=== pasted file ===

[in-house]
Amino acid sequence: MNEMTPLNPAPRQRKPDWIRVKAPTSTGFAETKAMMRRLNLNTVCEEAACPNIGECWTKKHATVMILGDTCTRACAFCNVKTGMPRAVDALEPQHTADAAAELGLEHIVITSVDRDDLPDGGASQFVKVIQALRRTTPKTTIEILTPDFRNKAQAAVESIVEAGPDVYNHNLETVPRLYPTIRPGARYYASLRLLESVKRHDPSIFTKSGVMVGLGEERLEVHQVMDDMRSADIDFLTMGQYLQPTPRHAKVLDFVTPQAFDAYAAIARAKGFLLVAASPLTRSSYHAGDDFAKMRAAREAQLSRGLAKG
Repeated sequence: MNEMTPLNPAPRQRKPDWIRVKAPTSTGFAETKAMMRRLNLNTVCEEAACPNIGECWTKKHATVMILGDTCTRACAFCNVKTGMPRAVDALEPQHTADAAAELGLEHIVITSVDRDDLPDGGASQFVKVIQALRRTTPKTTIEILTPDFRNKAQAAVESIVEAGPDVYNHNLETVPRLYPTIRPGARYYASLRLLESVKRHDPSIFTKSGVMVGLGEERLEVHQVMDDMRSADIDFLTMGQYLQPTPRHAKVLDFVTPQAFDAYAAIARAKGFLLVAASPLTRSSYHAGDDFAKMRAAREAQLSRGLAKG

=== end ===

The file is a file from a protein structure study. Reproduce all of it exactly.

[in-house]
Amino acid sequence: MNEMTPLNPAPRQRKPDWIRVKAPTSTGFAETKAMMRRLNLNTVCEEAACPNIGECWTKKHATVMILGDTCTRACAFCNVKTGMPRAVDALEPQHTADAAAELGLEHIVITSVDRDDLPDGGASQFVKVIQALRRTTPKTTIEILTPDFRNKAQAAVESIVEAGPDVYNHNLETVPRLYPTIRPGARYYASLRLLESVKRHDPSIFTKSGVMVGLGEERLEVHQVMDDMRSADIDFLTMGQYLQPTPRHAKVLDFVTPQAFDAYAAIARAKGFLLVAASPLTRSSYHAGDDFAKMRAAREAQLSRGLAKG
Repeated sequence: MNEMTPLNPAPRQRKPDWIRVKAPTSTGFAETKAMMRRLNLNTVCEEAACPNIGECWTKKHATVMILGDTCTRACAFCNVKTGMPRAVDALEPQHTADAAAELGLEHIVITSVDRDDLPDGGASQFVKVIQALRRTTPKTTIEILTPDFRNKAQAAVESIVEAGPDVYNHNLETVPRLYPTIRPGARYYASLRLLESVKRHDPSIFTKSGVMVGLGEERLEVHQVMDDMRSADIDFLTMGQYLQPTPRHAKVLDFVTPQAFDAYAAIARAKGFLLVAASPLTRSSYHAGDDFAKMRAAREAQLSRGLAKG